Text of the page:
Its pretty obvious why ranked play is 7v7 and the top player on the losing team doesn't lose a star.  They want to reward players who actively helped the team by reducing the variance and allowing each individual player more impact on the outcome, and reward the 'best' (even though XP is not always an accurate indicator) player on the losing team.  It generously rewards teamplay (capping, spotting, tanking damage) so it attracts the more serious players and also actively directs the Weekend Warrior away by clearly indicating this is a more competitive form of gameplay.

So it begs the question, why doesn't ranked play occur more often???  I stopped playing WoWs for 2 weeks after the last ranked season when I realized how bad it would be to wander back into 11 v 11 random battles.

If WG doesn't want more ranked play and wants to keep it as a special occasion with special rewards, then at least have a competitive or ladder game mode with a matchmaking record kept and displayed so that the system can match similarly skilled players up with each other on a more consistent basis.  As Blizzard found out, the very nature of displaying a skill rank is enough to deter the casual player who doesn't care for competitive play simply by the virtue of "ladder anxiety" as most player cannot handle the ego of seeing how bad they actually are with respect to the general populace in the game.

Its the entire reason why most people can't deal with stats shaming.  They simply cannot psychologically deal with being told they are not very good.  We can use this inherent facet of human psychology to help with creating more even teams and separate the player base so that more people can have a better game experience more often.

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Alpha Tester
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/shrug

 

Weekends are more unpredictable, but I don't see any huge overall changes in my own play -- even by win rate.  My general attitude is that if I can contribute meaningfully on a team full of good players then it should be possible to do so on a team full of total muppets and in fact this is a situation where I can really help and be a hero.  New or inexperienced players tend to be fairly receptive to suggestions in chat if you communicate.

 

I go on streaks where I win non-stop for a week and streaks where I can't hit 50% for days, this is what happens when you do anything enough.  I don't worry about a 2 day streak even if it correlates with a weekend.  Law of large numbers and whatnot.

 

If anything my main observation is that certain times of day tend to be more oriented toward team play than others.  There are plenty of players with thousands of matches who are complete jerks who don't co-operate and don't try to learn.  Go look at the top games played list on Warships.Today, very few of them are unicum level performers.

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Wow, so out of touch with reality....

You think 15% of 230k players in this game are unicums? :facepalm:

that's around 34,000 players....:teethhappy:

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Yeah teamplay ain't what makes the Belfast good. While Hydro and Radar are useful in team play it is entirely possible to play the ship selfishly in random battles and still excel. If you're doing as well as it in a Yorck you're doing something wrong.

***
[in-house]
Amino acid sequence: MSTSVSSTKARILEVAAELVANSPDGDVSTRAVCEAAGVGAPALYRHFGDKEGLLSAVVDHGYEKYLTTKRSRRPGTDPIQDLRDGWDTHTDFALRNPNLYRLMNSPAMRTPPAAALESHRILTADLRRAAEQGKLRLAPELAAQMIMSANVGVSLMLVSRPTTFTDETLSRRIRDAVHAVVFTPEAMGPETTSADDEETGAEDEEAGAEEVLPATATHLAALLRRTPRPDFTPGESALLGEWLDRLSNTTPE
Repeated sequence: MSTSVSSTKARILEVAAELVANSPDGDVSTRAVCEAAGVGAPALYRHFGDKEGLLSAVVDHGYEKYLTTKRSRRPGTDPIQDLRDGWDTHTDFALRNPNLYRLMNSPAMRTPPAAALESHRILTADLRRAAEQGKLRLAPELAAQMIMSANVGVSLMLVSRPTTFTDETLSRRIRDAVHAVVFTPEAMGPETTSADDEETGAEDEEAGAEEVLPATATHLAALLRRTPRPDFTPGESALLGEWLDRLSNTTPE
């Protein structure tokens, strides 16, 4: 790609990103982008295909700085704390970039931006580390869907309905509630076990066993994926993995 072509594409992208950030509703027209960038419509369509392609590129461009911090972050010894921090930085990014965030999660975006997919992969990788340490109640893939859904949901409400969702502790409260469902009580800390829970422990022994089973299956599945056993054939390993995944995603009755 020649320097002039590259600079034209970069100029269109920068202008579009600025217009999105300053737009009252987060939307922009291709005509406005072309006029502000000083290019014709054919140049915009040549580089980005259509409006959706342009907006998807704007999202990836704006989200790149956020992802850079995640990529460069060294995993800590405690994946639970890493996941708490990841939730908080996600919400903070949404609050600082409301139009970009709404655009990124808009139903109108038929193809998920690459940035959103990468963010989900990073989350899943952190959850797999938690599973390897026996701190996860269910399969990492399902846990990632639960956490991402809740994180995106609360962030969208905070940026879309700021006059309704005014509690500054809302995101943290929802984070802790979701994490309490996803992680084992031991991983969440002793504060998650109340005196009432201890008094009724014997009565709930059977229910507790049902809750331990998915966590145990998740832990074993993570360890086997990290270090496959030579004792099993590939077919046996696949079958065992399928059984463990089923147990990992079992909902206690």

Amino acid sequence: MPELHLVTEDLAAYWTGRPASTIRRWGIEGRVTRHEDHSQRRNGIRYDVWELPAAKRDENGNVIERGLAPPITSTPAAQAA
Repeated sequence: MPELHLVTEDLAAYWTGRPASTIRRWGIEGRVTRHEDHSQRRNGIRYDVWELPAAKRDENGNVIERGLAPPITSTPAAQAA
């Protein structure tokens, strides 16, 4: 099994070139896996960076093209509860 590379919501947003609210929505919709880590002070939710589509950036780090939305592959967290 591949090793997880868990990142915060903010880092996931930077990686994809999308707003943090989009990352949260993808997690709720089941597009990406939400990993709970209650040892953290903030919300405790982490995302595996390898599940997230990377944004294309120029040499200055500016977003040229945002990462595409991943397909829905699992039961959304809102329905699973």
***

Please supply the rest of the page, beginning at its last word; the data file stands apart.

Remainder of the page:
Beyond that all the weekend environment does is make things more chaotic.  So you have to adapt.  As with all online casual modes, it is always prudent to assume the enemy is good and your own team sucks until proven otherwise.

 

Most online games have a casual mode and random battles is this one's.  It does no good to sign on to play with all other players and then complain that that's exactly who you're matched up with.

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Speaking just for myself, I think the game is really limited without a regular competitive mode being available. I've been playing for about 8 months now and while I have steadily improved in that time, my average competition has not. Punishing players for the same mistakes over and over does get boring, same with watching your own team throw away wins in predictable ways. Queuing up for random battle is not as fun as it once was. I'm sticking around though as I'm holding out hope for clan wars.

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I like Aeroon since he speaks to the point and isn't an arrogant or a nerdy dooooosh as many other streamers/youtubers.

 

Also his voice reminds me of John Candy playing Yosh Schmenge on sctv - 

 

 

 

 

 

Twitch clip  :trollface:

 

 

 

 

 

 

 

Edited by yUPPatriots

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That's like, your opinion, man.

 

I much prefer 12v12 randoms over ranked.

 

Every game is the same, competitive queues always move towards a level of caution that's no longer fun, because only skilled players know how to exploit any mistake to score a win.

 

That kind of environment by it's very nature forces players to be risk averse, and risk averse gameplay just isn't as fun as taking the risks to go for the big payout.

 

Imo, you NEED lower skilled players to keep the game fun, to make sure games are unpredictable.